Effects of Repetitive Shoulder Activity on the Subacromial Space in Manual Wheelchair Users
Jun 17, Individuals with increased years of disability had greater AHD [1–3] The intrinsic factors include rotator cuff degeneration, aging, arthritis, acromial shape, and abnormalities including subacromial and acromioclavicular joint spurs. A secondary goal of this study was to examine the relationship between. Shoulder injuries are common in both young, athletic people and the aging population. are the result of impingement syndrome and age related changes within the rotator With age and the onset of arthritis, the acromion may develop bone spurs .. with a rotator cuff tear and continue to function without pain or disability. Nov 17, Unlabelled: Acromial spurs reportedly relate to the impingement spurs in of the patients (68%), and their incidence increased with age. The acromial spur was more common in the cuff tear group. Examining changes in acromial morphology in relation to spurs at the anterior edge of acromion.
Due to the limited size of the subacromial space, WR positioning is most likely to impinge the subacromial structures [ 7 ]. There is limited information on the impact of holding the WR position and isolated repetitive WR maneuvers on the subacromial space. Shoulder external rotation ER is a commonly prescribed training among MWUs to strengthen the shoulder external rotators to act against potentially injurious forces during wheelchair activities [ 8 ].
Shoulder external rotators, including infraspinatus, supraspinatus, posterior deltoid, and teres minor, are important for maintaining glenohumeral joint positioning [ 9 ]. Previous studies have found MWUs with paraplegia have comparative weakness of shoulder external rotators compared to shoulder internal rotators, resulting in shoulder muscle imbalances [ 10 ].
Shoulder muscle imbalances can lead to functional instability of the glenohumeral joint, resulting in the subacromial space narrowing and placing the individual at a higher risk of developing SIS [ 11 ]. Previous studies have implied the narrowing of the subacromial space after isolated repetitive ER in subjects with SIS or rotator cuff tear.
However, there is a knowledge gap regarding how the isolated repetitive ER contributes to subacromial space narrowing in the MWU population. We recently described a reliable method to quantify the subacromial space by using ultrasound while holding a WR position [ 12 ].
Ultrasound has the advantage of enabling the shoulder to be scanned in a functional posture. The primary purpose of this study was to investigate the subacromial space with the shoulder in an unloaded neutral position e. We hypothesized that the acromiohumeral distance AHDlinear measurement of the subacromial space, in the WR position, would be narrower than the baseline AHD. We also hypothesized that the AHD would be narrower after subjects completed each protocol compared to before the protocol.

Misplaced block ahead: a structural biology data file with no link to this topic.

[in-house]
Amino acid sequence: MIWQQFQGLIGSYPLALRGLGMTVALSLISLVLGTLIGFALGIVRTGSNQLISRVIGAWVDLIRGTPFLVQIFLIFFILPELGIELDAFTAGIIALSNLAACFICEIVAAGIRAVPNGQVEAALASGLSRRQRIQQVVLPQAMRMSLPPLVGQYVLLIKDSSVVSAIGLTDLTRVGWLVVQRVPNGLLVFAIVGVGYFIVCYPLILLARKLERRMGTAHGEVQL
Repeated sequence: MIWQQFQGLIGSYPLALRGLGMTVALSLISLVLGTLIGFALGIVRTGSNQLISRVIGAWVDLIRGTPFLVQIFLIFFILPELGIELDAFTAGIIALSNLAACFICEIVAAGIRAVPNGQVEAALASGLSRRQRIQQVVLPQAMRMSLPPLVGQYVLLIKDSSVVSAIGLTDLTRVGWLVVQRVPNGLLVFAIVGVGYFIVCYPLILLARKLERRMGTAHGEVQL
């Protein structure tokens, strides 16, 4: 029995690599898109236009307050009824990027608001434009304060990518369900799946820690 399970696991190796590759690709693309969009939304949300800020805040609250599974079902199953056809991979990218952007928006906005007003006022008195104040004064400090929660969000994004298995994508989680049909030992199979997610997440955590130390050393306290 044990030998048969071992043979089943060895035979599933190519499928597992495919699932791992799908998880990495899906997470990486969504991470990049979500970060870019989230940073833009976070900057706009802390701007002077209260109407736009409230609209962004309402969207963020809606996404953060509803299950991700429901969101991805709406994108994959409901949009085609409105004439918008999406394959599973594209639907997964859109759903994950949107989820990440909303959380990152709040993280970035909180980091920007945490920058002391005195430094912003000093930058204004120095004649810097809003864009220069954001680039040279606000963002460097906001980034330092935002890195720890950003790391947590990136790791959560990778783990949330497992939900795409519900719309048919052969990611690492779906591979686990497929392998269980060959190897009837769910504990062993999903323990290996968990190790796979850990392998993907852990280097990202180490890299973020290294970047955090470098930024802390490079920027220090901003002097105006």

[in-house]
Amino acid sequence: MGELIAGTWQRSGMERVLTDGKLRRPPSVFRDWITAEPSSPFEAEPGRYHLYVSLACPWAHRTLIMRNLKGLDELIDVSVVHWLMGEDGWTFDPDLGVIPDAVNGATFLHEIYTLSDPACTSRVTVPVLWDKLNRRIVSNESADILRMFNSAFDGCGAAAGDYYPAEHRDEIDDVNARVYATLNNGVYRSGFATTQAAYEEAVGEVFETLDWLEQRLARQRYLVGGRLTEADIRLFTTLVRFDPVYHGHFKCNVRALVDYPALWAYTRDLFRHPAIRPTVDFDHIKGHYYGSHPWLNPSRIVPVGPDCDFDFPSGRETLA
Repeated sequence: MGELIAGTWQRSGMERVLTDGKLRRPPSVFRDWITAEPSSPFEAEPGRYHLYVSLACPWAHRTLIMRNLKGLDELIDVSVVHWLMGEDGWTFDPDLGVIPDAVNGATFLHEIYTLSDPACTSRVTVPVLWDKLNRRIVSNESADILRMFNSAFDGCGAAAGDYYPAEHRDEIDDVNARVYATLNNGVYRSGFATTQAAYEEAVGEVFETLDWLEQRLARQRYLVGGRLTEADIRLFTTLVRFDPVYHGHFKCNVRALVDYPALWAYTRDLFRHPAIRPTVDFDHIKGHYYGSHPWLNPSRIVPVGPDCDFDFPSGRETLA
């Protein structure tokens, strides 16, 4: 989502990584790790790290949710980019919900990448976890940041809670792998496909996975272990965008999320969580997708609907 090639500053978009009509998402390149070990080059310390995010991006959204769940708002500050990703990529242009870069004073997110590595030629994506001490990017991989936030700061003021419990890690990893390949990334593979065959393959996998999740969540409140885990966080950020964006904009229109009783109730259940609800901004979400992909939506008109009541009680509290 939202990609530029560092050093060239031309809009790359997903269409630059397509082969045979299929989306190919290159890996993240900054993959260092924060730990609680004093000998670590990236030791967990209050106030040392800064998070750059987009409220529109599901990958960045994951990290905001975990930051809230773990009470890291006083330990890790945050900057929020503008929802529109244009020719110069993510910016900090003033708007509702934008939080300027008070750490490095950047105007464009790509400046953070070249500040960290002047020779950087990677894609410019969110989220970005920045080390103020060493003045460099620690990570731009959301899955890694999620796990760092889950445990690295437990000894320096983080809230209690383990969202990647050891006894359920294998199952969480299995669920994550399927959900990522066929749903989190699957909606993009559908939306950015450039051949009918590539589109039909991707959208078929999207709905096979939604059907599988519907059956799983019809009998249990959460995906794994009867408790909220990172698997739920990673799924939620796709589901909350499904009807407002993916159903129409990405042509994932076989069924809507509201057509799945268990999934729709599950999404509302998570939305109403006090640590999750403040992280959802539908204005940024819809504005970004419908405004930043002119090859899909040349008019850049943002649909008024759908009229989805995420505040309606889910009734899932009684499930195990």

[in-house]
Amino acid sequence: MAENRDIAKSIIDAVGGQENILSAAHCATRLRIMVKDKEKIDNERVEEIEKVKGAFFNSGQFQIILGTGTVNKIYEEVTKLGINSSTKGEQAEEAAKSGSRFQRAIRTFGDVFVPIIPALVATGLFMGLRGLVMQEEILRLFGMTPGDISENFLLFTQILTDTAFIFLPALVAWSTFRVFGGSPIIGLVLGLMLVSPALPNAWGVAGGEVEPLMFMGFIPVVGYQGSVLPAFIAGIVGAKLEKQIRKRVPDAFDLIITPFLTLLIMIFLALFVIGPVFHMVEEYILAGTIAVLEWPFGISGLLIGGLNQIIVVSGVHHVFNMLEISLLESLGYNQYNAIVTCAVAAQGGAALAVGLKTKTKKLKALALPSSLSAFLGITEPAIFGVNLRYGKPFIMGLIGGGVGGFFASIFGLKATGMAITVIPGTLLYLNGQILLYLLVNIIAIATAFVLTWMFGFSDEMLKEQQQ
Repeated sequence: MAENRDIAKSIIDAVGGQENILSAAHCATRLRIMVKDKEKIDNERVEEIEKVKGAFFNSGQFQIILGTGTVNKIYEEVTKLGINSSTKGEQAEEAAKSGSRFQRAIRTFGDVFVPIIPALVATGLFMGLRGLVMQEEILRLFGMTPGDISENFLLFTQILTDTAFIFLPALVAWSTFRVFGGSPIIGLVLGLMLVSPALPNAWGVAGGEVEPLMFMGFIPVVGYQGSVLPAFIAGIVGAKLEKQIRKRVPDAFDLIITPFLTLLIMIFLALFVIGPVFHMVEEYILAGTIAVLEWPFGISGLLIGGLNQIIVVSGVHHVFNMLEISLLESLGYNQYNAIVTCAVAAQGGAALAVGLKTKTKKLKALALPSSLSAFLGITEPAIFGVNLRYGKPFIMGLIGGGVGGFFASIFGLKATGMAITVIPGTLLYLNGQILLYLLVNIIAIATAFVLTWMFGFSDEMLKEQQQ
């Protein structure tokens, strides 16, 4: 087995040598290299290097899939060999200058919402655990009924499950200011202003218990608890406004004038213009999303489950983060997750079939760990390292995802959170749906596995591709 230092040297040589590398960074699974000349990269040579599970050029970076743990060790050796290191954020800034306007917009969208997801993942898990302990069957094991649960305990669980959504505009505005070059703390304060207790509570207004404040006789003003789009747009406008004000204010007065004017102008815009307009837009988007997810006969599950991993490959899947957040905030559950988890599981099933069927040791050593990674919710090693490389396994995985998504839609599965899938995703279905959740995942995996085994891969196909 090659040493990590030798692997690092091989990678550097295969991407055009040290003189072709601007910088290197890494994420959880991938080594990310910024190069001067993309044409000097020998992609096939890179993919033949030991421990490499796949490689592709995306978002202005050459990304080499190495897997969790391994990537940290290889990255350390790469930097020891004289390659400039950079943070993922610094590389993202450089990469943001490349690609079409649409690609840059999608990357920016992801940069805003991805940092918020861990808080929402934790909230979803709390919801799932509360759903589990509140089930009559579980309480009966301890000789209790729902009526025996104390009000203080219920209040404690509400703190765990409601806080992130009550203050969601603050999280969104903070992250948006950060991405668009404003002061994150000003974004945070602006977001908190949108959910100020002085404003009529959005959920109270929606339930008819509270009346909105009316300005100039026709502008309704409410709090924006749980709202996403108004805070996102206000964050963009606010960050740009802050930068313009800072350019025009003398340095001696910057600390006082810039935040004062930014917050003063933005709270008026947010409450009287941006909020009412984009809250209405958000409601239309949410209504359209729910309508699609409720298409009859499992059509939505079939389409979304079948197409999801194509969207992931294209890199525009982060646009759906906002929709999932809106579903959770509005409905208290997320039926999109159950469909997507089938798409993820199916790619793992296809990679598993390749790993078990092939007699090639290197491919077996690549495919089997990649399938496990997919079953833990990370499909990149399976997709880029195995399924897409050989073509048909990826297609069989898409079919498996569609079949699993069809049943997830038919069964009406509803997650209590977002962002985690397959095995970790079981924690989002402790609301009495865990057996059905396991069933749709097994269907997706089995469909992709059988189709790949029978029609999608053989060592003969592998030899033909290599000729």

A secondary goal of this study was to examine the relationship between shoulder pain, subject characteristics, and AHD. For a power of 0. The effect size was calculated based on ultrasound data collected from wheelchair users in previous reliability study [ 12 ].
Inclusion criteria included using a manual wheelchair as primary means of mobility, able to perform at least 10 WR in a row without assistance, and between 18 and 65 years of age.
The exclusion criteria included history of fractures or dislocations in the shoulder from which the subject had not fully recovered, upper limb dysesthetic pain as a result of a syrinx or complex regional pain syndrome, and history of cardiovascular or cardiopulmonary disease. Informed consent was obtained from all the subjects before participation in this study. The WUSPI is a reliable and validated item self-report instrument that measures shoulder pain intensity in wheelchair users in the last seven days during various functional activities of daily living including transfers, wheelchair mobility, dressing, overhead lifting, and sleeping [ 14 ].
The OMNI pain scale is a numerical rating scale ranging from 0 to 10 [ 16 — 18 ]. The OMNI pain scale has been previously validated for walking, running, and cycle ergometer exercise and for use by male and female adults during upper and lower body resistance exercise.
The OMNI scale was administered prior to the beginning of testing, to establish a baseline measure of pain, and after each activity, to determine the intensity of activity-induced pain experienced during the testing. Procedure Shoulder circumference and upper arm length were obtained from all subjects at the beginning of testing. The shoulder circumference and upper arm length were measured while the subjects were in the seated anatomical position.
The shoulder circumference was measured from the superior portion of the acromion to the axilla. The upper arm length was measured from the most lateral and superior portion of the acromion to the tip of the olecranon. A single investigator conducted all of the measurements using a standard tape measure. Using this method to record similar anthropometrical measures has been found to be reliable [ 19 ].
Armrests were fitted to each subject to allow pushing straight up with full elbow extension to off load the buttock tissue. The seat height was fixed during the entire testing. The WR entailed lifting and holding the buttocks off the seat with an elbow locked position [ 45 ]. The WR task was repeated at a rate of 30 repetitions per minute to the auditory cue of a metronome. Subjects were instructed to stop when they were no longer able to continue or until they completed two minutes of activity.
The total number of WR raises 60 is similar to the number that would be performed each day in case of following the recommended frequency of pressure relief one time every 15 to 30 minutes [ 20 ].